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Development and characterization of hbsag loaded plga microspheres for muco adhesive delivery systems
 

Development and characterization of hbsag loaded plga microspheres for muco adhesive delivery systems

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Development and characterization of hbsag loaded plga microspheres for muco adhesive delivery systems

Development and characterization of hbsag loaded plga microspheres for muco adhesive delivery systems

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    Development and characterization of hbsag loaded plga microspheres for muco adhesive delivery systems Development and characterization of hbsag loaded plga microspheres for muco adhesive delivery systems Document Transcript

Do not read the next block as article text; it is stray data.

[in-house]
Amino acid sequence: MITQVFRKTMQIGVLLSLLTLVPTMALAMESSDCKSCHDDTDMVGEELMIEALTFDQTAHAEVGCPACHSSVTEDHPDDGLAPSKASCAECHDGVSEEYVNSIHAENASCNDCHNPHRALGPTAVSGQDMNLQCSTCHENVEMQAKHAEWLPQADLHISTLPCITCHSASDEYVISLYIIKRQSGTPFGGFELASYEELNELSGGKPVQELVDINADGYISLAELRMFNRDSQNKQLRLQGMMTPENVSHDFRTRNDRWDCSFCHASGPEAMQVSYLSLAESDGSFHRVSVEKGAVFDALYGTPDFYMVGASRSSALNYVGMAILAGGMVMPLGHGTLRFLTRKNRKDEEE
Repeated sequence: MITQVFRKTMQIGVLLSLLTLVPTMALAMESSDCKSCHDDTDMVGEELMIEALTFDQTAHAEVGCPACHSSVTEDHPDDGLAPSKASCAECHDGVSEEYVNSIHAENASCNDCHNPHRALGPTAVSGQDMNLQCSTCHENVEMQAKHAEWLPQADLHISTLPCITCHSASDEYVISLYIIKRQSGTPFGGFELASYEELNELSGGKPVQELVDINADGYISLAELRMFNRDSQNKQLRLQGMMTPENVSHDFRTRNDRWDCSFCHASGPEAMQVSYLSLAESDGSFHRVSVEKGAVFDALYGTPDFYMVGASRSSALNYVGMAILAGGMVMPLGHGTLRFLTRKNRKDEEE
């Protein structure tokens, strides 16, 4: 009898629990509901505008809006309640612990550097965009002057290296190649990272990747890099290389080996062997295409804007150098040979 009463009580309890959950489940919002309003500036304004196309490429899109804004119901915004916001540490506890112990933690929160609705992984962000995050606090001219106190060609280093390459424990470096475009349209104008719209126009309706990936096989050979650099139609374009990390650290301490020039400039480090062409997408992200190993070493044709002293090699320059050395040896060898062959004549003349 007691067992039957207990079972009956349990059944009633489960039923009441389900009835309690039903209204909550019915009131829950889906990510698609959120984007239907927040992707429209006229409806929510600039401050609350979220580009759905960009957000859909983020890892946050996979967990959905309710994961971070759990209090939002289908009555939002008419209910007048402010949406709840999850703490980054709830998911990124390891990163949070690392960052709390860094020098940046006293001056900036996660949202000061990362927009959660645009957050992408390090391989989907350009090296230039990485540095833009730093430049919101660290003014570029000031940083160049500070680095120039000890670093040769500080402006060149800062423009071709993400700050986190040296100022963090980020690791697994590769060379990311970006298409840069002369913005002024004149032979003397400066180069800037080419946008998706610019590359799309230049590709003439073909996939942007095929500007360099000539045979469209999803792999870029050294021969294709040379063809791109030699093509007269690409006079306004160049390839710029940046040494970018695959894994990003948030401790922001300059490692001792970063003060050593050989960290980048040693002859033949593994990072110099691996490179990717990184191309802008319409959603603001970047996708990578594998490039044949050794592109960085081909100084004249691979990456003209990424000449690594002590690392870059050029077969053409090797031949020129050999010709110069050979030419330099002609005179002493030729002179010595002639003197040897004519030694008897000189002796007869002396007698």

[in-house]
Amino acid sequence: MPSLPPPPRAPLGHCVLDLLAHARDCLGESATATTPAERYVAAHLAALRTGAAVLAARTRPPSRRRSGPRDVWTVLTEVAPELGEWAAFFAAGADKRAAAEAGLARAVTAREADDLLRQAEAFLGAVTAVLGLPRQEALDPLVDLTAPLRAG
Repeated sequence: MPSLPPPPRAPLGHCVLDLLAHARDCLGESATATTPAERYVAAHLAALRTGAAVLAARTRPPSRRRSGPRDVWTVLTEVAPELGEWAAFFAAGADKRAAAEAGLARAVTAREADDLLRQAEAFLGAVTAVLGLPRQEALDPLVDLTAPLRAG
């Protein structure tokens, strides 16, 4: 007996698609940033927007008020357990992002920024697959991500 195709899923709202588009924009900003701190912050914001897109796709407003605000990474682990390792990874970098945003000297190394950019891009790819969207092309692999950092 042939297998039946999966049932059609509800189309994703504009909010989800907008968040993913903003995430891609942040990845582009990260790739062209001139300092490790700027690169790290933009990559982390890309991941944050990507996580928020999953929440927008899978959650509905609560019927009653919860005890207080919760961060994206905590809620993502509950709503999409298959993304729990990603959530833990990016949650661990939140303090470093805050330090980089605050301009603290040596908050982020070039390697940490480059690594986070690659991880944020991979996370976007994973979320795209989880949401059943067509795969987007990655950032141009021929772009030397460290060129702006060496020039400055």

• 283 Original Article DEVELOPMENT AND CHARACTERIZATION OF HBSAG LOADED PLGA MICROSPHERES FOR MUCO-ADHESIVE DELIVERY SYSTEMS *1Balasubramaniam V, 2Jaganathan K S *1Smt. Sarojini Ramulamma College of Pharmacy, Mahabubnagar, Andhra Pradesh, India - 509 001. 2Shantha Bio techniques Ltd, Hyderabad, Andhra Pradesh, India - 500 004. Print 2231 – 3648ISSN Online 2231 – 3656 Abstract This work was designed to develop muco-adhesive PLGA microspheres containing HBsAg and to characterize them. The Hepatitis B surface antigen was estimated by using BCA kit and by ELISA methods. Specific antibodies against HBsAg were measured using AUSAB®EIA Kit. Microspheres were prepared by double emulsion evaporation technique. Formulations PLGA1 to PLGA7 were prepared by changing the concentration of PLGA from 3 to 9% w/v, while the PVA concentration (6% w/v) was kept constant. In the case of formulations PVA1 to PVA10, PLGA concentration was kept constant at 4% w/v while varying the concentration of PVA from 2 to 11 % w/v. Surface morphology and size analysis of PLGA microspheres were done by using bright field microscope and by SEM analysis. The average size range of the microspheres varied from 2.56 µm to 41.27 µm. The size of the microspheres was directly proportional to the concentration of PLGA and was inversely proportional to the concentration of PVA. The percentage entrapment efficiency of the HBsAg was studied and was ranged from 28.36 to 34.54 for the formulations. Four microspheres formulations which have been produced within the size range of 1-10 µm have been selected for the in-vitro release studies. The in-vitro cumulative % release pattern of all the three formulations was very similar except PLGA2. The microspheres will be further improved for the entrapment efficiency and for a better in- vitro release profile. Key words: PLGA Microspheres, Hepatitis B, Muco-adhesive, ELISA and BCA.Introduction Different polymers have been investigated for use inMicrospheres are solid colloidal particles with microparticles preparation. In selecting a polymer, itdiameters in the micrometer range, into which antigenic should be biodegradable so that it will not requirecomponents and/or adjuvant may be entrapped, surgical removal following drug/antigen depletion.chemically attached or adsorbed onto the surface1. Furthermore, it should be non-toxic, heat-stable, andMicrospheres exhibit many advantages for vaccine allow for alteration of the antigen release rate 3. Adevelopment. They protect entrapped antigen from great variety of both natural and syntheticharsh GIT conditions2, allow for controlled antigen biodegradable polymers such as chitosan, gelatin,release thus minimizing the number of doses required polylactic-coglycolic acid, polyalkyl cyanoacrylate,for immunization3 and may allow exogenous antigens polymethyl methacrylate, polylactic acid andto be targeted to endogenous antigen processing polycaprolactone are used for the preparation of drugpathways for presentation to CTLs4. loaded microspheres5-7. In particular, polylactic-co- glycolic acid (PLGA) has received tremendous interestAuthor for Correspondence: for the development of controlled drug deliveryBalasubramaniam V, systems due to its excellent biocompatibility andSmt. Sarojini Ramulamma College of Pharmacy, biodegradability8. Several methods, including phaseMahabubnagar, Andhra Pradesh, India - 509 001. Email: bala_nsv@yahoo.com separation or coacervation, emulsification diffusion, Int. J. Pharm & Ind. Res Vol - 01 Issue - 04 Oct – Dec 2011